Happy Day of Atonement!
Okay, maybe that's not quite the right tone for a solemn day of fasting and repentence. But, if not precisely festive, it is not meant to be a sad or somber occasion, and it is after all preceeded by a large feast. Anyway, now that the sun has set, Yom Kippur has begun, bringing to a close the Days of Awe (yamim noraim, ײמים נרהים, more commonly known by the catchy but inaccurate English translation, High Holy Days).
This means that next week, Sukkot kicks in. Nominally it commemorates the 40 years of wandering in the desert, but it's basically an agricultural harvest festival week. Last year Sukkot fell right at the beginning of October, and I arrived in Israel in the middle of it. Since half the country takes the week off, that meant I had to muddle through my first week there without so much as a key to the physics building. Of course, that means Yom Kippur happened the week before I landed, so I can't much comment on that.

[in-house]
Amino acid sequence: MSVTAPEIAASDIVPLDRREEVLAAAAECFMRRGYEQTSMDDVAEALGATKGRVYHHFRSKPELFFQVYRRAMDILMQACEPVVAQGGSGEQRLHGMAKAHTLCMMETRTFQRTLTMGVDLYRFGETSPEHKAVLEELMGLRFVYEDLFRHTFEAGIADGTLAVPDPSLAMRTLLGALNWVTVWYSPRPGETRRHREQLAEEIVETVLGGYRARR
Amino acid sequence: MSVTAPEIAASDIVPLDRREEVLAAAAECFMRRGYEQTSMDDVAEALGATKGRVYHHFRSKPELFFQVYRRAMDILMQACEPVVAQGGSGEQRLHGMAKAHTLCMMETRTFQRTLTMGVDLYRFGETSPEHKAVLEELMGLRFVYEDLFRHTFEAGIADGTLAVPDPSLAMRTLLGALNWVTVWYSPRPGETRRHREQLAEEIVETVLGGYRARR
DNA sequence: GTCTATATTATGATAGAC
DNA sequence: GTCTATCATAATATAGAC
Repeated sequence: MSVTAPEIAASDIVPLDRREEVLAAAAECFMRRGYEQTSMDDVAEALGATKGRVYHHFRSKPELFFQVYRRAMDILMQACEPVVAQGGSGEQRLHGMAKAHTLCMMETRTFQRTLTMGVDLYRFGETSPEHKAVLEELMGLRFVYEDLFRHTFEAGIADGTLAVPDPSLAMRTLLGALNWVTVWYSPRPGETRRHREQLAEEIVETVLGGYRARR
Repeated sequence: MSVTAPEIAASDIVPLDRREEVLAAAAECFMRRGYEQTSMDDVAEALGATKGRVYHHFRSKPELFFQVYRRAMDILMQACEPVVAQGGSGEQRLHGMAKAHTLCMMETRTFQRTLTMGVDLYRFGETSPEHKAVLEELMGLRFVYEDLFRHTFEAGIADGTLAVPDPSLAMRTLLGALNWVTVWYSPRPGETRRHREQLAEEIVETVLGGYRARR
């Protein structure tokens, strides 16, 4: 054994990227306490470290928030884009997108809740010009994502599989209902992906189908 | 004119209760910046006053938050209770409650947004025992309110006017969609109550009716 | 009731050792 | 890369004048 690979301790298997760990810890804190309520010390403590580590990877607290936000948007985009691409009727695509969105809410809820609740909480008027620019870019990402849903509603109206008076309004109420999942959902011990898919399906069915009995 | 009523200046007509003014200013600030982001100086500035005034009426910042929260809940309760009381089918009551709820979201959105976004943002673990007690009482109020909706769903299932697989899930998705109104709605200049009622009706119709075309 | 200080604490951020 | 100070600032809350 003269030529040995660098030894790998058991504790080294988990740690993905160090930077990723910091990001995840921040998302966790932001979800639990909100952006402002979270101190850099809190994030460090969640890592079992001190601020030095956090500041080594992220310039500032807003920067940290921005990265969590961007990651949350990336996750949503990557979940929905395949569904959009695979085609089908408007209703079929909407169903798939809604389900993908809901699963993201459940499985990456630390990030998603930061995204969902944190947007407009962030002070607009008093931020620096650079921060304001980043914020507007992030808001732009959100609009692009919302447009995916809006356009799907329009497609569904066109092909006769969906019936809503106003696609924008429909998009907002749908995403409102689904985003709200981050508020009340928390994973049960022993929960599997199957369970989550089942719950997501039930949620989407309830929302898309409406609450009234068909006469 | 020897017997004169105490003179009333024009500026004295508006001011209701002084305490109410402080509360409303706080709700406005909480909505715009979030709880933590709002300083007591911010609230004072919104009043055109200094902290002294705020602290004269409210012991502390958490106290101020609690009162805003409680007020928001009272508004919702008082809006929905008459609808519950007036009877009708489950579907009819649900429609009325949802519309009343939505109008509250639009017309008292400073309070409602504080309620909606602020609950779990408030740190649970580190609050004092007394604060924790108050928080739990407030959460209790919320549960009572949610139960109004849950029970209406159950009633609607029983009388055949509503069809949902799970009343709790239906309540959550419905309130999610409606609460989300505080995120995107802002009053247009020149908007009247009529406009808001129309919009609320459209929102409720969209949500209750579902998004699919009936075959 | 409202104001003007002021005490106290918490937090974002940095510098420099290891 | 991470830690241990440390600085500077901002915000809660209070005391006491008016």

Basically, there's just a lot of holiday right towards the beginning of the Jewish new year. Not entirely unlike the months leading up to the Gregorian new year, for that matter. Autumn's just a good time to party, over all. (Or looked at another way, it's an echo of what earlier peoples probably said to each other this time of year: "Harvest's in, we're flush with food, and we probably won't all make it through the winter. Let's get fat!")
While we're on the topic, here's part 1 and part 2 of some interesting reporting out of Israel. With the settlers gone, it seems Gaza is becoming a bit more accessible to journalists. Still, it clearly took some work to get the grand tour from the folks who dig the smuggling tunnels to Egypt.